The contribution of the choir made the performance especially dramatic, while Masekela’s singing and flugelhorn solos were as angry and passionate as ever. When he spoke of the young and old African men working “sixteen hours or more a day for almost no pay,” or sitting “in their stinking, funky, filthy, flea-ridden barracks,” the audience hung on every word.

An unforgettable performance

Whistles, hisses and screams also punctuated the song as Masekela effortlessly imitated the different sounds of the train, possibly becoming the world’s first septuagenarian beatboxer. It was an unforgettable performance and at the end, the audience, who had been polite and reserved all evening, leapt to their feet.

For the last two songs, Masekela returned to the themes of struggle and protest, asking the audience to join him and the choir in singing the South African national anthem ‘Nkosi Sikelel’ iAfrika,’ before ending the concert with ‘Mandela’ (Bring Him Back Home). It’s no surprise that Masekela still chooses to play the popular ode to the African National Congress leader nearly 20 years after Mandela’s release. He has said in the past that he wrote the song in the 1980s after Mandela sent him a tape from prison to wish him luck. He remembers being moved to tears by the tape, which was smuggled to him on his birthday.

Masekela could not have chosen a better song to end the celebrations at the Barbican, but it must also have been a reminder of the many birthdays he had spent away from home.

Hugh Masekela birthday concert, review

Telegraph (UK)
By Ivan Hewett

PHOTO BY: GETTY
PHOTO BY: GETTY

Hugh Masekela at 70 is still magnificent, even if he now longer has oppression to fight against.

In a recent column I spoke about the difficulties of artistic creation in countries liberated from long oppression, and asked rhetorically: “Without the struggle, what can we sing about?”.

Hugh Masekela’s concert last Thursday with the London Symphony Orchestra gave the simple answer: love and life. As he reminded us, black South Africans did not spend their whole lives protesting, they sang love songs too. ’This song was a hit in 1949, and because of it there were many babies born in 1950!” he about jovially about Lizzy, a romantic ballad from the township, and hearing it we knew just why.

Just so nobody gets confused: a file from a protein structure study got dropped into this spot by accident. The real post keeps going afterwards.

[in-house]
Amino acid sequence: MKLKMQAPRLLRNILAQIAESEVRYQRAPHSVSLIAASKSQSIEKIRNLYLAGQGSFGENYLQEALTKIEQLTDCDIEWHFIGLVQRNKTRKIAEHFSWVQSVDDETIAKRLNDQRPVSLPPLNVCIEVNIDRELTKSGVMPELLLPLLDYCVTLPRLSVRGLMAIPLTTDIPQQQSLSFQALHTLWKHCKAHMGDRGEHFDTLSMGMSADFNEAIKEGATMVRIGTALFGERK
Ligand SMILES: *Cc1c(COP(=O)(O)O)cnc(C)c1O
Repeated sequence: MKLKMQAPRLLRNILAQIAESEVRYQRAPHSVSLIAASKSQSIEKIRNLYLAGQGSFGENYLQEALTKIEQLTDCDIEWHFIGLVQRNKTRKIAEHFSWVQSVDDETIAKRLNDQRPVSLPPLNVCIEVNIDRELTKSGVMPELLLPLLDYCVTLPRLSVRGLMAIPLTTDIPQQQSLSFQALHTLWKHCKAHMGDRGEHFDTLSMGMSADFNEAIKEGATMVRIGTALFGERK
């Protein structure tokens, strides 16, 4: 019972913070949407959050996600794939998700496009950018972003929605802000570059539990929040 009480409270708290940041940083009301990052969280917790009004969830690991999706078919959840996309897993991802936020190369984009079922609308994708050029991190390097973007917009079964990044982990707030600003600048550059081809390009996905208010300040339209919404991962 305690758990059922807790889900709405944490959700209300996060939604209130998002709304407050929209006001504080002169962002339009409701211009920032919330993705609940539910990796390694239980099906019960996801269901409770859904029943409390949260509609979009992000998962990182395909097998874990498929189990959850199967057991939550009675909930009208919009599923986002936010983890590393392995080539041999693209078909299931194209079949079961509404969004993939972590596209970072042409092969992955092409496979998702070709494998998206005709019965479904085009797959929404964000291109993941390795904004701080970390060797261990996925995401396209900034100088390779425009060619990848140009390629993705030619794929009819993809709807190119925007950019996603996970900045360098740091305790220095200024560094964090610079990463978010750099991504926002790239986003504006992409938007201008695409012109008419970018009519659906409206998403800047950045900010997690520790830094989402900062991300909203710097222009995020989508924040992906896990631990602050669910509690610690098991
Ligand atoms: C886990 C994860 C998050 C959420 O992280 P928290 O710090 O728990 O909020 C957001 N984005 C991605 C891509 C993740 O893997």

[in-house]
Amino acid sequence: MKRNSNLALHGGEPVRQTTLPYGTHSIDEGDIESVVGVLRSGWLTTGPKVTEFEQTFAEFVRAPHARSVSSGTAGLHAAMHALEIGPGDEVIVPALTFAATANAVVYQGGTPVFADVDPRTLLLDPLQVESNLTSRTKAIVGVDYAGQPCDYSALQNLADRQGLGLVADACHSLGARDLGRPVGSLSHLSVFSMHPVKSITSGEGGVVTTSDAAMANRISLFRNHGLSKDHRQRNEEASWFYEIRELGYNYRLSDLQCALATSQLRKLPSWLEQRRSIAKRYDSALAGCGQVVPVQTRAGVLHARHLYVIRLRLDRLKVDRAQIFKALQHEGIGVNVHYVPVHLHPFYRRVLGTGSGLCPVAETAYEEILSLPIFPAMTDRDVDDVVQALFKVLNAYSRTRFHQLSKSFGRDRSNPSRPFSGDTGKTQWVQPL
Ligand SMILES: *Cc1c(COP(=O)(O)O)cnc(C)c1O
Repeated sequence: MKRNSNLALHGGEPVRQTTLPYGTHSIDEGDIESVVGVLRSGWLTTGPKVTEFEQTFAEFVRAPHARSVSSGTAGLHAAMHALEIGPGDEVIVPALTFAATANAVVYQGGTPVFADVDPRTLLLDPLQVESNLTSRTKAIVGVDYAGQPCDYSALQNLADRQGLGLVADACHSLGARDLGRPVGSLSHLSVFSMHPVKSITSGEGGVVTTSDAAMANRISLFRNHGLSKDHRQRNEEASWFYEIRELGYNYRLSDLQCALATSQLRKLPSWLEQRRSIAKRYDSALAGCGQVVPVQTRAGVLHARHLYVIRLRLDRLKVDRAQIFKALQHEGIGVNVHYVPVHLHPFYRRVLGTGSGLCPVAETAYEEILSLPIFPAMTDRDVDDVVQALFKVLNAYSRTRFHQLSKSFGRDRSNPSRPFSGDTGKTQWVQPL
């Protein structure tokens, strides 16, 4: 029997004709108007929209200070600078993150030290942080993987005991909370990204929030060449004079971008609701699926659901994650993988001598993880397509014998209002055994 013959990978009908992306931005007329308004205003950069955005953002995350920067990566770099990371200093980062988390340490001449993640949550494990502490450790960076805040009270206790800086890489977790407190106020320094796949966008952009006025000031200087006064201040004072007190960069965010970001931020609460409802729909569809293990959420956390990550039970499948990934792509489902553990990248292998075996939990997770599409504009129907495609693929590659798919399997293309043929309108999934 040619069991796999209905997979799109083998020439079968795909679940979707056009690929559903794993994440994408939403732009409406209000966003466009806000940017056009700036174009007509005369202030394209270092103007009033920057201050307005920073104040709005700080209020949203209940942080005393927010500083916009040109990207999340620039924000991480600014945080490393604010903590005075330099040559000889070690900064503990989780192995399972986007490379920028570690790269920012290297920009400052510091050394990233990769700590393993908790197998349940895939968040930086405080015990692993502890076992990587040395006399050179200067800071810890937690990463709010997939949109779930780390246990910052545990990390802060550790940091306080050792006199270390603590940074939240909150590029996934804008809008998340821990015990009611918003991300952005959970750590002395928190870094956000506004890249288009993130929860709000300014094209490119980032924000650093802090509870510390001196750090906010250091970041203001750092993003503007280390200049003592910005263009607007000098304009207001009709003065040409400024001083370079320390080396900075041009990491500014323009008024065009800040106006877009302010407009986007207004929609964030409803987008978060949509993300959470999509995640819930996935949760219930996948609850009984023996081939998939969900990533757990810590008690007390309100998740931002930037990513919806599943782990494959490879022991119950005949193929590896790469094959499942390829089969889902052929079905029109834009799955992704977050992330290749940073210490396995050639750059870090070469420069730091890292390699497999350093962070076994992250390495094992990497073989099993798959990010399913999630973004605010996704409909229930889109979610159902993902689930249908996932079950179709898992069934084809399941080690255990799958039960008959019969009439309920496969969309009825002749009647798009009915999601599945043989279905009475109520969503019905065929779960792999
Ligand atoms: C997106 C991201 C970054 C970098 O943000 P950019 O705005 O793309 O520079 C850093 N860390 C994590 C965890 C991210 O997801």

There were lullabies too, of course, and we heard a particularly beautiful one in the shape of Thula-thula. We also heard folk-songs from other parts of Africa, and Masekela’s own signature tune Grazing in the Grass. Some of them were sung by Masekela in that gravely voice, but more often he played them in that unmistakable golden flugelhorn tone, so soft it seems to have no attack at all.

Masekela has now turned 70, but the years have hardly touched him. He stands tall and ramrod straight, and with that special African gift of being dignified and exuberantly colourful at the same time. He was surrounded by friends on the stage to bolster the singing, and after each song Masekela would name them all, in a gesture of solidarity that was as moving as the songs themselves.

Inevitably the atmosphere grew warm with nostalgia. The spirit of Miriam Makeba, the great voice of the struggle against apartheid seemed to hang in the air, and the air of relaxed benevolence was abetted by the very luxuriantly harmonised orchestral backing to the songs, arranged by Jason Yarde. At times it threatened to become just too soft-centred, but there two new orchestral pieces to give a sharp jolt of energy.

The first of them, a mini-flugelhorn concerto from Jason Yarde, had the composer’s engaging mix of tender lyricism and sudden rude shocks; the second, Andrew McCormack’s Incentive, mingled a film noir atmosphere with middle-period Stravinskian rhythmic energy, to energising effect.

But the best moment of the evening came towards the end, with Masekela’s wonderful song Stimela about the trains that carry migrant workers from their homes. He evoked the sound of the train in a piercing scream that could have been pure fun; but one couldn’t miss the implication of human tragedy underneath.

Hugh Masekela, Barbican, London

Financial Times
By David Honigmann

PHOTO BY: DAVID SINCLAIR
PHOTO BY: DAVID SINCLAIR

The veteran South African trumpeter Hugh Masekela turned 70 in April, and this concert was a belated birthday offering from the London Symphony Orchestra and its community choir. It fell into UBS’s Soundscapes season, so there were new compositions as well. The opener, “Rude Awakening”, was composed by Masekela’s arranger, the British saxophonist Jason Yarde. Floating, dreamy strings and reeds, interspersed with harp arpeggios, were ruptured by helter-skelter xylophone and panicky brass.

The other new composition Andrew McCormack’s “Incentive”, began spikily, with bows slapped on strings while the brass shrilled and shrieked: it built up energetically before backing up to its starting point.

Bagatelles aside, the main body of the concert was Masekela’s show. “Grazing In The Grass” saw him play its joyous circling riff, calling to the responses from the brass section. The flutes latched on to the riff and played it exquisitely quietly, over tuba and cowbell. Masekela smiled.

He played “Nomaliza”, which he had heard Miriam Makeba, his sometime wife, sing when she was a young starlet and he a precocious schoolboy. Yarde set it to lush Hollywood strings, with Masekela first sticking to the melody, then taking off around it while the trombones crooned.

A series of Southern African folk songs, bolstered by the community choir, were beefed up into anthems. “Nomathemba”, made popular by Ladysmith Black Mambazo, had its breathy catlike tread steamrollered into gospel triumphalism, with Masekela’s fluegelhorn fanfare bursting into life at the end.